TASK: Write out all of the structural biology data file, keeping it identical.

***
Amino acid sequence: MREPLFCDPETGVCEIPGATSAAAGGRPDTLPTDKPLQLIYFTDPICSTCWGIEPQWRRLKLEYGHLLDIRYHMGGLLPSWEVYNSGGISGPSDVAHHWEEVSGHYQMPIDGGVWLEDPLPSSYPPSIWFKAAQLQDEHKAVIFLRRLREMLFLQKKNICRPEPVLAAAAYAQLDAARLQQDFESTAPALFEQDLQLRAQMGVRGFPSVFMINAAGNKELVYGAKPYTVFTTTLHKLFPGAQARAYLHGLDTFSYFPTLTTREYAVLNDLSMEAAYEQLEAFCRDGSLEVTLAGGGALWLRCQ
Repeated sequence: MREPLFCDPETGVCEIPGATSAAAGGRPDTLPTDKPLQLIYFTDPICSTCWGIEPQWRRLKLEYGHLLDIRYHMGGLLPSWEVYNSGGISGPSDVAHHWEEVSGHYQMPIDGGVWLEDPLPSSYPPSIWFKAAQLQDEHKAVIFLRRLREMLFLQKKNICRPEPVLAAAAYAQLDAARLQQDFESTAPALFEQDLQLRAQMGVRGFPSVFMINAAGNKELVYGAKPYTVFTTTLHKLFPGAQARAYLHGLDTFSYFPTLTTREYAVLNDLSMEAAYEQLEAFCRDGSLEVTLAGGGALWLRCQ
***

Amino acid sequence: MREPLFCDPETGVCEIPGATSAAAGGRPDTLPTDKPLQLIYFTDPICSTCWGIEPQWRRLKLEYGHLLDIRYHMGGLLPSWEVYNSGGISGPSDVAHHWEEVSGHYQMPIDGGVWLEDPLPSSYPPSIWFKAAQLQDEHKAVIFLRRLREMLFLQKKNICRPEPVLAAAAYAQLDAARLQQDFESTAPALFEQDLQLRAQMGVRGFPSVFMINAAGNKELVYGAKPYTVFTTTLHKLFPGAQARAYLHGLDTFSYFPTLTTREYAVLNDLSMEAAYEQLEAFCRDGSLEVTLAGGGALWLRCQ
Repeated sequence: MREPLFCDPETGVCEIPGATSAAAGGRPDTLPTDKPLQLIYFTDPICSTCWGIEPQWRRLKLEYGHLLDIRYHMGGLLPSWEVYNSGGISGPSDVAHHWEEVSGHYQMPIDGGVWLEDPLPSSYPPSIWFKAAQLQDEHKAVIFLRRLREMLFLQKKNICRPEPVLAAAAYAQLDAARLQQDFESTAPALFEQDLQLRAQMGVRGFPSVFMINAAGNKELVYGAKPYTVFTTTLHKLFPGAQARAYLHGLDTFSYFPTLTTREYAVLNDLSMEAAYEQLEAFCRDGSLEVTLAGGGALWLRCQ